Publication: 23 August 2018 from Harper Collins
The world’s most beloved detective, Hercule Poirot – the legendary star of Agatha Christie’s Murder on the Orient Express and most recently The Monogram Murders and Closed Casket—returns in a stylish, diabolically clever mystery set in 1930’s London.
Returning home after lunch one day, Hercule Poirot finds an angry woman waiting outside his front door. She demands to know why Poirot has sent her a letter accusing her of the murder of Barnabas Pandy, a man she has neither heard of nor ever met.
Poirot has also never heard of a Barnabas Pandy, and has accused nobody of murder. Shaken, he goes inside, only to find that he has a visitor waiting for him — a man who also claims also to have received a letter from Poirot that morning, accusing him of the murder of Barnabas Pandy…
Poirot wonders how many more letters of this sort have been sent in his name. Who sent them, and why? More importantly, who is Barnabas Pandy, is he dead, and, if so, was he murdered? And can Poirot find out the answers without putting more lives in danger?
I have been wanting to read one of Sophie Hannah’s Poirot novels for a while – in fact I have one in my TBR pile, but when the opportunity came along to read The Mystery of Three Quarters, I knew I had to go for it.
This is a beautiful example of a Golden Age of Crime novel. Set in the main in a traditional country manor in the 1930’s with the usual assortment of family members, children and other non-blood related individuals, this is classic Christie territory.
Sophie Hannah nicely treads the divide between pastiche and originality, creating a Poirot that is recognisable, ego, follies and all, yet no pale imitation of the Christie character, just a compelling character in his own right.
The mystery begins when Poirot returns home one afternoon to to find a deeply angry woman, Sylvia Rule, wanting to know why he has written to her accusing her of the murder of Barnaby Pandy, a man whom Poirot does not know, and who was, to all who knew him, clearly the victim of an accidental drowning in his bath.
Three others, also not known to Poirot; Annabel Treadway, John McCrodden, and Hugo Dockerill have also received similar letters purporting to come from Poirot and making the same accusation.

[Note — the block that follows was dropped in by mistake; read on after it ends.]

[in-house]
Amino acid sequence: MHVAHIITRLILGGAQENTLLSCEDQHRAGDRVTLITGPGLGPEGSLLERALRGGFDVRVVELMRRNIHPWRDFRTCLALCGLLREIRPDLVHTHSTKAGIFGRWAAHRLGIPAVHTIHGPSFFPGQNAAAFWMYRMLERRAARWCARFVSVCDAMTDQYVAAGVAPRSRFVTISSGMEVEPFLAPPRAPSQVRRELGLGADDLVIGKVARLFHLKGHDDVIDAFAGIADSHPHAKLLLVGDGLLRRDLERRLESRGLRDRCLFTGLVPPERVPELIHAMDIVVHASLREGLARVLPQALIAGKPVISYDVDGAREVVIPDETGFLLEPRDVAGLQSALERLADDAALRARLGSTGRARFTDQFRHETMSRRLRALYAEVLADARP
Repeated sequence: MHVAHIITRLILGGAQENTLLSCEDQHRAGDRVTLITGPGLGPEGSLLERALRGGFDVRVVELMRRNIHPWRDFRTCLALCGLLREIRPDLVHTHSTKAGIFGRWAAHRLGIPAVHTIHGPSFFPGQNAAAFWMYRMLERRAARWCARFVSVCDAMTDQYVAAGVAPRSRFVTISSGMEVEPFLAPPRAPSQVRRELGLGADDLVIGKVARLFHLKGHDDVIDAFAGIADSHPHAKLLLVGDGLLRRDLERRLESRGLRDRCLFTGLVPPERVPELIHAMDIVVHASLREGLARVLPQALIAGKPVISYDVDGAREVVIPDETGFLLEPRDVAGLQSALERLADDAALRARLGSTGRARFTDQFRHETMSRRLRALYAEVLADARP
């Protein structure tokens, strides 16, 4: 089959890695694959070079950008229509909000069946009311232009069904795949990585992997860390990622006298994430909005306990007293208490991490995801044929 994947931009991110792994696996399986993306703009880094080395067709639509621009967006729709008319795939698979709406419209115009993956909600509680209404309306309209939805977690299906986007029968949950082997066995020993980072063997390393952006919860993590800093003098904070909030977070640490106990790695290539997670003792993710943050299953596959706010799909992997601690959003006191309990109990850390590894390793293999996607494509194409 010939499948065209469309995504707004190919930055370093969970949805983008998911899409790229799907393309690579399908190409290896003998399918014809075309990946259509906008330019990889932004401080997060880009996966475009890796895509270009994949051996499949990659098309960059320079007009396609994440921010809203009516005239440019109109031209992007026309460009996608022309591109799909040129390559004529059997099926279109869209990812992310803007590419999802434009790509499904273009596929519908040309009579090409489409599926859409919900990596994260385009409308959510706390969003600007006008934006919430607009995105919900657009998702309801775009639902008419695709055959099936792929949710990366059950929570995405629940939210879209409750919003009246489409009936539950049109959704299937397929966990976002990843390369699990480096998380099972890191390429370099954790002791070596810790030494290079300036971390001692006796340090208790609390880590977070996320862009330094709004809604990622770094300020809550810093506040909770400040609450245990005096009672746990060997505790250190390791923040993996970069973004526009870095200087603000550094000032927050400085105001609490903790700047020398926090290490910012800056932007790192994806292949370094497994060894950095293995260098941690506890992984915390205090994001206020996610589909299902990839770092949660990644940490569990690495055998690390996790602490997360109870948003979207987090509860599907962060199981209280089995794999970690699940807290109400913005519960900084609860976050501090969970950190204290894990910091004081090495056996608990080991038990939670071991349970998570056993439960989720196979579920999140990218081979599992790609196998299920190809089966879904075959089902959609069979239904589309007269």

Though Poirot has, of course, written no such letters, he divines, correctly, that someone wants him involved in this case.
With the help of his friend, Inspector Catchpool of Scotland Yard, he sets out to use his ‘little grey cells’ to work out what on earth is going on.
Was 96 year old Barnaby Pandy murdered? If he was, there are a host of suspects to choose from – not just those mentioned in the letters. There is plenty of work for Poirot to get on with as he delves into the lives of the alleged victim, and those who stand accused by an unknown hand.
In true Christie style, there is plenty to uncover with secrets, lies, scandal and unrequited love all playing a part in this intriguing and unpredictable family drama.
I really enjoyed this country house mystery. Sophie Hannah has captured the essence of Christie’s complex and multi- layered plotting, filled her story with juicy red herrings, and given us a sparkling tale, not short on wit, which both delights and satisfies.
Verdict: An intriguing story with lots of clues – and cake. What more could you want?
About Sophie Hannah
Sophie Hannah is an internationally bestselling writer of psychological crime fiction, published in 49 languages and 51 territories. In 2014, with the blessing of Agatha Christie’s family and estate, Sophie published a new Hercule Poirot novel, The Monogram Murders, which was a bestseller in more than 15 countries. In September 2016 her second Poirot novel, Closed Casket, was published and became an instant Sunday Times top ten bestseller.
In 2013, Sophie’s novel The Carrier won the Crime Thriller of the Year Award at the Specsavers National Book Awards. Two of her crime novels, The Point of Rescue and The Other Half Lives have been adapted for television and appeared on ITV under the series title Case Sensitive in 2011 and 2012.
Sophie has also published two short story collections and five collections of poetry – the fifth of which, Pessimism for Beginners, was shortlisted for the T S Eliot Award. Her poetry is studied at GCSE, A Level and degree level across the UK. From 1997 to 1999 she was Fellow Commoner in Creative Arts at Trinity College Cambridge and between 1999 and 2001 she was a fellow of Wolfson College, Oxford. She lives with her husband, children and dog in Cambridge, where she is a Fellow Commoner at Lucy Cavendish College.